1. Some words are better than no words. Even the worst writing you have ever done can teach you something about yourself, your work, and where to go from here.
2. In writing, there is no such thing as “failure.” The only way to fail is to not write anything. The rest of it is just a series of attempts, which all, ideally, make you a better writer even when those attempts don’t turn into successes.
3. It’s OK to take breaks. In fact, not taking breaks will cost you more writing time in the long term than taking the occasional break will.
4. If you don’t get it all done, it’s OK. I don’t think any of us are ever really “all caught up” on work (even if we’d like to think we are).
5. You are allowed to adjust your goals if unforeseen circumstances present themselves. Life Happens. You don’t have to push yourself too hard to make up for lost time.
6. Try not to worry about what other people might think of your words (yet). Right now, all that matters is that you are happy with the words that are on that page.
7. Take things one task at a time. It doesn’t all have to be done in one day and it’s not the end of the world if not everything gets done “on time.”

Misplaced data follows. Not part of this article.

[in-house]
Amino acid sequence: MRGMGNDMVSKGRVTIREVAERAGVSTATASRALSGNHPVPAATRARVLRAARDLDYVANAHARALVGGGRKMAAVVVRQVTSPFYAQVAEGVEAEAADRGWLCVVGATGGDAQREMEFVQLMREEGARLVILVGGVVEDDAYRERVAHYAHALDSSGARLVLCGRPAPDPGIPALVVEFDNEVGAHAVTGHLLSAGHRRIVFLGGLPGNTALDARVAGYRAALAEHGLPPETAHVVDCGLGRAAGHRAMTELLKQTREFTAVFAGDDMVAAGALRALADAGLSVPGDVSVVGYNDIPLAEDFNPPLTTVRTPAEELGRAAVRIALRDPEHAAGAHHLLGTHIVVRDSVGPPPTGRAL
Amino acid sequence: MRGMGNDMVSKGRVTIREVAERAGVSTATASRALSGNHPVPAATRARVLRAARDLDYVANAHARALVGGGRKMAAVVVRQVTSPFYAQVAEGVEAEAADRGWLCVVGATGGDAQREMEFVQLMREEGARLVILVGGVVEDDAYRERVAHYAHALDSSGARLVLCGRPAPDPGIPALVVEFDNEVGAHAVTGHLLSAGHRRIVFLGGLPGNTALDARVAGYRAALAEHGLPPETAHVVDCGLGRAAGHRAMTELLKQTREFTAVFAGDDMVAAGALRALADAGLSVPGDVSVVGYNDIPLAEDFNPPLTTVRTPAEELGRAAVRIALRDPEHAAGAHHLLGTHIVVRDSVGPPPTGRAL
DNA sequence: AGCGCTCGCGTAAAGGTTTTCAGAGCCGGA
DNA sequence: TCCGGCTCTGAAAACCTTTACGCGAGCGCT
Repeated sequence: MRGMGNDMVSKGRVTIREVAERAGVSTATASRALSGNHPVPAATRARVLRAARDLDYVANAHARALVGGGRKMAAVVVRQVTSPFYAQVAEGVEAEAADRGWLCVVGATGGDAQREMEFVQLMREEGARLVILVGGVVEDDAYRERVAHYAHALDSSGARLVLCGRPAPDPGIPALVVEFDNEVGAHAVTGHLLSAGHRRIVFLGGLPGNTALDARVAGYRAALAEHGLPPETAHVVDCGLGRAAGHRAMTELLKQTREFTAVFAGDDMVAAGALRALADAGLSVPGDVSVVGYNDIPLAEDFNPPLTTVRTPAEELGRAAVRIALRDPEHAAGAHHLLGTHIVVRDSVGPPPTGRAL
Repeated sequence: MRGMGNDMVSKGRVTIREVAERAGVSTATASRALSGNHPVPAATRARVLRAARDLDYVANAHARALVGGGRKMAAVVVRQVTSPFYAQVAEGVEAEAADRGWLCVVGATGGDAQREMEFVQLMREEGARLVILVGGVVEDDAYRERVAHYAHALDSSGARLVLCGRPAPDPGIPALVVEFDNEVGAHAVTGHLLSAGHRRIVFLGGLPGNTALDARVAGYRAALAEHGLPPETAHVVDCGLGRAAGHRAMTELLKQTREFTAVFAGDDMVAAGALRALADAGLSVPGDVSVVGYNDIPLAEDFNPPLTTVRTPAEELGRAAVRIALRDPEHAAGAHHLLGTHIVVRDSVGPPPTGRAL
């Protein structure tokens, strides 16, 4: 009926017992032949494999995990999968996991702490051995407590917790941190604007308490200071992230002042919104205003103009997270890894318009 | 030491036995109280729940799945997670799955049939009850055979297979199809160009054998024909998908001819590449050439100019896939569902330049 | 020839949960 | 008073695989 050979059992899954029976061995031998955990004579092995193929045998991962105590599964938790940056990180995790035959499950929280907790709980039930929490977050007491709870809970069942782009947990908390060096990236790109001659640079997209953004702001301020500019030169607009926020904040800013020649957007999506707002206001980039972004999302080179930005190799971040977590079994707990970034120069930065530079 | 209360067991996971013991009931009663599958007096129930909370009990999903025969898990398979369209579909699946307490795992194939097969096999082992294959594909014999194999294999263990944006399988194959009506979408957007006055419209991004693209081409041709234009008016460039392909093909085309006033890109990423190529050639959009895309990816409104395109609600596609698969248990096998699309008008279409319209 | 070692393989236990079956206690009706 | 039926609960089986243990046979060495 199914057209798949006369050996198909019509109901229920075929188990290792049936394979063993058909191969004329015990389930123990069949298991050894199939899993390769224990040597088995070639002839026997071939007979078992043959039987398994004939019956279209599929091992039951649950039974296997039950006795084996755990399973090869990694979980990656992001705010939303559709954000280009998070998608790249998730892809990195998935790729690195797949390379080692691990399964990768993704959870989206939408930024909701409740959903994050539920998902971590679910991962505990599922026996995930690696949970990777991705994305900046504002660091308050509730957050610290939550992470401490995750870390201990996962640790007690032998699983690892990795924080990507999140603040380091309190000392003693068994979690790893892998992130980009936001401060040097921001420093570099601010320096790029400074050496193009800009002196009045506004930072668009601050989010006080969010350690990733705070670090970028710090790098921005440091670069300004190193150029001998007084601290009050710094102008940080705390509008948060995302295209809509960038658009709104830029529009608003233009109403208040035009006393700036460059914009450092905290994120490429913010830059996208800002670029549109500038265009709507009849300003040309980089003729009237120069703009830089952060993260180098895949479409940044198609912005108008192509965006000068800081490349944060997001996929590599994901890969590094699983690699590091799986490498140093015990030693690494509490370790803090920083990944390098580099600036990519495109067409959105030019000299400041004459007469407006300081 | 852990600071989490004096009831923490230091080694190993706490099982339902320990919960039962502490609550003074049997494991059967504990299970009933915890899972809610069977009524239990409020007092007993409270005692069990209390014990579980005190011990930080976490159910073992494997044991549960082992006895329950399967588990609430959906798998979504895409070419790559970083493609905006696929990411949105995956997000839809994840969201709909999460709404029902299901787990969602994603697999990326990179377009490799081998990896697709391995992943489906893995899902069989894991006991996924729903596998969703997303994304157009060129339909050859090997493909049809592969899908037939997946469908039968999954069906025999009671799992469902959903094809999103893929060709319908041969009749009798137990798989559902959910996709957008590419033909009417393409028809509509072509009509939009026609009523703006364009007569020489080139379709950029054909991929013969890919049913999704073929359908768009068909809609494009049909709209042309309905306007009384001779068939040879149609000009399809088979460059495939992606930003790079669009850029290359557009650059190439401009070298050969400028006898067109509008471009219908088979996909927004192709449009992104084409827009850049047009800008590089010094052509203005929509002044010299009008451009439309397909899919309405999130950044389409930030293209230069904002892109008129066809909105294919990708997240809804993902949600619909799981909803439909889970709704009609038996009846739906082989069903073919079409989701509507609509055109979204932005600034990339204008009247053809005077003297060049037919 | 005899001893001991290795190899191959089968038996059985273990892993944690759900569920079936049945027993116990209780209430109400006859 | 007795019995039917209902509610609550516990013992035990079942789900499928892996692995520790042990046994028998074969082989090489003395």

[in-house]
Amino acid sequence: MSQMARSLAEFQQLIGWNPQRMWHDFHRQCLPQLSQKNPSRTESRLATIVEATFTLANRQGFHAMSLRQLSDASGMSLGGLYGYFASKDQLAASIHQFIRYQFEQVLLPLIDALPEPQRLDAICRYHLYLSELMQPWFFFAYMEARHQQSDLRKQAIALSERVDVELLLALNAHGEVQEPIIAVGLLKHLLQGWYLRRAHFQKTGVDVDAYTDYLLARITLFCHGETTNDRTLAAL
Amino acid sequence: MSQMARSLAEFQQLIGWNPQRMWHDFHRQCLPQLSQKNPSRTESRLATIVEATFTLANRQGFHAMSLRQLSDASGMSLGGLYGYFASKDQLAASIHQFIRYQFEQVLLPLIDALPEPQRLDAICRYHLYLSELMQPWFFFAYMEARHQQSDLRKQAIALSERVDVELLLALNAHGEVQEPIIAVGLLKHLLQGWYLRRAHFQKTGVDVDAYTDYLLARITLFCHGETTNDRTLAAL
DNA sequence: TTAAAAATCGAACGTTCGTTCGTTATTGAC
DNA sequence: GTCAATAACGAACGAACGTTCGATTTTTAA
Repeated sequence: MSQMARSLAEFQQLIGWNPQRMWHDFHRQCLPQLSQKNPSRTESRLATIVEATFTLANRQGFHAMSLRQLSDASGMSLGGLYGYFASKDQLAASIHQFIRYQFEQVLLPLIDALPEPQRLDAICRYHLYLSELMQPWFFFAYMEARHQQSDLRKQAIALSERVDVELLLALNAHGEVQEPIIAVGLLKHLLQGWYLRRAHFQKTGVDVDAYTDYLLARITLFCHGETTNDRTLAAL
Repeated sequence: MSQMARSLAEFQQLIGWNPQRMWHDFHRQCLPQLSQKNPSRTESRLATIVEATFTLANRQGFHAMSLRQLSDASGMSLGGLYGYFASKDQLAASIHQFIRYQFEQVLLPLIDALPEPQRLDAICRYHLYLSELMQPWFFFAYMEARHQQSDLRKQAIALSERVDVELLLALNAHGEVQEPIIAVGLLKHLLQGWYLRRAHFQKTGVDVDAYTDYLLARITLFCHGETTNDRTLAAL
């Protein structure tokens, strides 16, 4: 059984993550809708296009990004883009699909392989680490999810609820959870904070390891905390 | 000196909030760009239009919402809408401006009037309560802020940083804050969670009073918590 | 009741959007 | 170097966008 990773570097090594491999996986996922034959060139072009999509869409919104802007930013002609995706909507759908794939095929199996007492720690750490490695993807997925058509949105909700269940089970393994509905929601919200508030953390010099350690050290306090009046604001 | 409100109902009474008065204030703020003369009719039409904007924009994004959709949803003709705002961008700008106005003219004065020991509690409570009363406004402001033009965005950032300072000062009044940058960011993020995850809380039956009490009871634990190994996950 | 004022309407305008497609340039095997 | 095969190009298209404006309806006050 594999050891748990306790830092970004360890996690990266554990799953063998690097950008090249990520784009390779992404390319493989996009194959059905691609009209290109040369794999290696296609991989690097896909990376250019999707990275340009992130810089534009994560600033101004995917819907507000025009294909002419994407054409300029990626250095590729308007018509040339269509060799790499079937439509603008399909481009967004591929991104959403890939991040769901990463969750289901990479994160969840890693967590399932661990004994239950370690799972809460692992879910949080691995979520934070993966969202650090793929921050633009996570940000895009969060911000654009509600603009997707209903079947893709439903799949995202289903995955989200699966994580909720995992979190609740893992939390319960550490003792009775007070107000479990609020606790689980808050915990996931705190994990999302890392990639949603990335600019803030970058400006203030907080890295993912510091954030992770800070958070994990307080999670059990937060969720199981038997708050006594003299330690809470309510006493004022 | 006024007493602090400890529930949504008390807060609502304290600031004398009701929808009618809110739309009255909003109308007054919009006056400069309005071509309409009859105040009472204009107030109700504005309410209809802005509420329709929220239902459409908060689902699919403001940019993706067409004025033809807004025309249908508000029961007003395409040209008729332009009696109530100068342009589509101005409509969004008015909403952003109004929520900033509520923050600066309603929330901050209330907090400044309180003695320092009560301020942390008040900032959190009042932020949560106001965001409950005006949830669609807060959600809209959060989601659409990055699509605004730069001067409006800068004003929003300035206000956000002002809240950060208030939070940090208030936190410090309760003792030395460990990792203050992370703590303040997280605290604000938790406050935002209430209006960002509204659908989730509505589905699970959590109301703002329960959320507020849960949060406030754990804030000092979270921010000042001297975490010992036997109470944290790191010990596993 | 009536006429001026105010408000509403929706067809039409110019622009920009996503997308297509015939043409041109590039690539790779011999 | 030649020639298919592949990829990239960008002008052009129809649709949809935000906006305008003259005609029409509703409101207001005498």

8. WRITING IS SUPPOSED TO BE HARD! It’s a good thing!
9. Don’t forget to celebrate when the week is over. No matter the outcome, you still deserve it.
10. Every word you write matters. There is no such thing as “wasted writing time” as long as you actually spend it writing.
11. Sometimes the best work you’re capable of doing today isn’t going to be the best work you have ever done — and that’s okay.
12. Write now, worry later. It’s much easier to go back and make a story better when you actually have a story already written down.
Meg is the creator of Novelty Revisions, dedicated to helping writers put their ideas into words. She is a staff writer with The Cheat Sheet, a freelance editor and writer, and a 10-time NaNoWriMo winner. Follow Meg on Twitter for tweets about writing, food and nerdy things.